Brass Point

Object ID: C1.1453

Early Contact Period, 500+ Years Ago
Metal, Brass
Artist's name is no longer known.
Plimoth Patuxet Museums Archaeology Collection
Brass point


This projectile point was made from a sheet of brass pounded flat and cut from a kettle, which was likely obtained through trade with the English. When Europeans traded copper and brass kettles, Indigenous people quickly adapted, incorporating the new materials into their own processes. They often re-purposed the metal by cutting it into tools. A brass point, for example, functioned the same as the stone points the Wampanoag made for thousands of years. Some metal points had holes in them, which may have been used to attach the point to a shaft to make them easier to retrieve, or to string them up for transport.

William Wood describes the use of metal points on arrows in 1634: “Their bows they make of a handsome shape, strung commonly with the sinews of mooses: Their arrows are made of young eldern, feathered with feathers of eagles’ wings and tails, headed with brass in shape of a heart or triangle, fastened in a slender piece of wood six or 8 inches long.”1 Roger Williams also observed: “They will set ashoppog (net/s) across some little river or cove and kill bass (at the fall of the water) with their arrows or spears, especially if headed with iron, gotten from the English.”2


Touch the screen or use your mouse to manipulate the archaeological artifact. What do you notice when you look closely?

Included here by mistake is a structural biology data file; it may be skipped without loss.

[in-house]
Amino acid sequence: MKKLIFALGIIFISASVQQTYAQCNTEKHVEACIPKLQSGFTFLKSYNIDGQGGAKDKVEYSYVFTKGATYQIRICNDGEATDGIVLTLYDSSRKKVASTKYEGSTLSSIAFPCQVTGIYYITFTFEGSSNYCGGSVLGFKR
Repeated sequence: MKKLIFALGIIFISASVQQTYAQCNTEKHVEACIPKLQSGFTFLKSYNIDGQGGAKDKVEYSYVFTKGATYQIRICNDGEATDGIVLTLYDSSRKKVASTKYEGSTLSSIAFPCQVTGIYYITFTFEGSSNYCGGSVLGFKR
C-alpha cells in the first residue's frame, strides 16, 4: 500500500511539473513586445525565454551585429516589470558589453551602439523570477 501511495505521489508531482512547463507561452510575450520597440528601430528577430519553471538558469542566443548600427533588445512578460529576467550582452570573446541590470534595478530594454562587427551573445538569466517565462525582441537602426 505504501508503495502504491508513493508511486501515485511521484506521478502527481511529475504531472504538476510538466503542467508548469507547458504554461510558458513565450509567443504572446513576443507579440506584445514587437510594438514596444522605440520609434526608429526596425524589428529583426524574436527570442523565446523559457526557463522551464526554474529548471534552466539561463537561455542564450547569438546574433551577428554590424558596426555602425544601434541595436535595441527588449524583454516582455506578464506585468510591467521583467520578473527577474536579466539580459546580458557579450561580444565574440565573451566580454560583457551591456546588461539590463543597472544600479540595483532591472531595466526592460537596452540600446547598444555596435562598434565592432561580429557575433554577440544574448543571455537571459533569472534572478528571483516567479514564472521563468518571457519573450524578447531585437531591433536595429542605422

Discussion Questions

  • Why do people trade? How is trading different from sharing?
  • How did Wampanoag people adapt goods received in trade for their own use?
  • What else do you think Wampanoag people and Europeans traded?
  • Compare the brass point to the Hardaway-Dalton point. How did Wampanoag technology evolve over time? What is the same? What is different?
  • What impact did trade with European fishermen, explorers and later colonists like the Pilgrims have on Wampanoag daily life?


  • 1 William Wood, New England’s Prospect (London: John Dawson for John Bellamy, 1639), 77. (Spelling modernized by Plimoth Patuxet Museums.)
  • 2 Roger Williams, A Key into the Language of America Tomaquag Museum Edition.. Dawn Dove, Sandra Robinson, Loren Spears, Dorothy Herman Papp, and Kathleen Bragdon, ed.(Yardley, PA: Westholme Publishing, 2019), 100